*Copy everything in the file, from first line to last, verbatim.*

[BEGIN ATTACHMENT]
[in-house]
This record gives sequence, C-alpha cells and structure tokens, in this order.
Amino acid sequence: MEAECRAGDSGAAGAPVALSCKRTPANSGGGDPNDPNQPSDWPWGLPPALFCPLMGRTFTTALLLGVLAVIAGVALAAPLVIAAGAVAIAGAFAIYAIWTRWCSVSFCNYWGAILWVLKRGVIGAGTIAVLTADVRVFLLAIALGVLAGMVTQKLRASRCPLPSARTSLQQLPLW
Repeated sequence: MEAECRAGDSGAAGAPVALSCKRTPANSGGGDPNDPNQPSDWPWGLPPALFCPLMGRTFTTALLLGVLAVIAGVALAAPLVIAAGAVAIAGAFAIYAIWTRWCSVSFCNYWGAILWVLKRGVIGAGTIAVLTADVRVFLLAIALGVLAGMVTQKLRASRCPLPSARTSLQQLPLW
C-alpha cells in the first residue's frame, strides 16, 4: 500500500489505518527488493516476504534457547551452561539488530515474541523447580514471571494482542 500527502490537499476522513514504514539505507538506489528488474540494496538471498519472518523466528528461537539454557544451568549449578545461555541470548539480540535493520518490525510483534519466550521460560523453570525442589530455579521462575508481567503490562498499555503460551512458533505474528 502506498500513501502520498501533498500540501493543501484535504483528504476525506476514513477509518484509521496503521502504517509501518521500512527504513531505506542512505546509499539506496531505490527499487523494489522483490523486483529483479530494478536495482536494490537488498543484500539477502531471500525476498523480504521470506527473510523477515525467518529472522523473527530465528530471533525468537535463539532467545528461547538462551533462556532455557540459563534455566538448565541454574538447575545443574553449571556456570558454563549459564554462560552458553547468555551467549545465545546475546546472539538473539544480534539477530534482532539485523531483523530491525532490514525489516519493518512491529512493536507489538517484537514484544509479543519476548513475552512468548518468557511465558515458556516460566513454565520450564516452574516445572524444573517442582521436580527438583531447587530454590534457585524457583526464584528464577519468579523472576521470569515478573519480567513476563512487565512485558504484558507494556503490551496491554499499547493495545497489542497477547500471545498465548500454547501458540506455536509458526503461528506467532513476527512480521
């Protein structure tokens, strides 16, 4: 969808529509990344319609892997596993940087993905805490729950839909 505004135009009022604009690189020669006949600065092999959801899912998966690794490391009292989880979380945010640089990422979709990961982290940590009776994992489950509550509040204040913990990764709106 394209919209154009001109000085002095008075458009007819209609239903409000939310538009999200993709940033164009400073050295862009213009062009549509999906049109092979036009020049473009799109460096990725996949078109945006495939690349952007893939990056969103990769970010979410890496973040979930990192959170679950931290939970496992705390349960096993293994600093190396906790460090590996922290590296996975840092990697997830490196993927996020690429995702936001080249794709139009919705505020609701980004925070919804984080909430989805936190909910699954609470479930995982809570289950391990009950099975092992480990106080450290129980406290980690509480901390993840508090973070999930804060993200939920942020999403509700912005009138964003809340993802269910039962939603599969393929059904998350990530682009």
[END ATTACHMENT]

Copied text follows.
[in-house]
This record gives sequence, C-alpha cells and structure tokens, in this order.
Amino acid sequence: MEAECRAGDSGAAGAPVALSCKRTPANSGGGDPNDPNQPSDWPWGLPPALFCPLMGRTFTTALLLGVLAVIAGVALAAPLVIAAGAVAIAGAFAIYAIWTRWCSVSFCNYWGAILWVLKRGVIGAGTIAVLTADVRVFLLAIALGVLAGMVTQKLRASRCPLPSARTSLQQLPLW
Repeated sequence: MEAECRAGDSGAAGAPVALSCKRTPANSGGGDPNDPNQPSDWPWGLPPALFCPLMGRTFTTALLLGVLAVIAGVALAAPLVIAAGAVAIAGAFAIYAIWTRWCSVSFCNYWGAILWVLKRGVIGAGTIAVLTADVRVFLLAIALGVLAGMVTQKLRASRCPLPSARTSLQQLPLW
C-alpha cells in the first residue's frame, strides 16, 4: 500500500489505518527488493516476504534457547551452561539488530515474541523447580514471571494482542 500527502490537499476522513514504514539505507538506489528488474540494496538471498519472518523466528528461537539454557544451568549449578545461555541470548539480540535493520518490525510483534519466550521460560523453570525442589530455579521462575508481567503490562498499555503460551512458533505474528 502506498500513501502520498501533498500540501493543501484535504483528504476525506476514513477509518484509521496503521502504517509501518521500512527504513531505506542512505546509499539506496531505490527499487523494489522483490523486483529483479530494478536495482536494490537488498543484500539477502531471500525476498523480504521470506527473510523477515525467518529472522523473527530465528530471533525468537535463539532467545528461547538462551533462556532455557540459563534455566538448565541454574538447575545443574553449571556456570558454563549459564554462560552458553547468555551467549545465545546475546546472539538473539544480534539477530534482532539485523531483523530491525532490514525489516519493518512491529512493536507489538517484537514484544509479543519476548513475552512468548518468557511465558515458556516460566513454565520450564516452574516445572524444573517442582521436580527438583531447587530454590534457585524457583526464584528464577519468579523472576521470569515478573519480567513476563512487565512485558504484558507494556503490551496491554499499547493495545497489542497477547500471545498465548500454547501458540506455536509458526503461528506467532513476527512480521
């Protein structure tokens, strides 16, 4: 969808529509990344319609892997596993940087993905805490729950839909 505004135009009022604009690189020669006949600065092999959801899912998966690794490391009292989880979380945010640089990422979709990961982290940590009776994992489950509550509040204040913990990764709106 394209919209154009001109000085002095008075458009007819209609239903409000939310538009999200993709940033164009400073050295862009213009062009549509999906049109092979036009020049473009799109460096990725996949078109945006495939690349952007893939990056969103990769970010979410890496973040979930990192959170679950931290939970496992705390349960096993293994600093190396906790460090590996922290590296996975840092990697997830490196993927996020690429995702936001080249794709139009919705505020609701980004925070919804984080909430989805936190909910699954609470479930995982809570289950391990009950099975092992480990106080450290129980406290980690509480901390993840508090973070999930804060993200939920942020999403509700912005009138964003809340993802269910039962939603599969393929059904998350990530682009």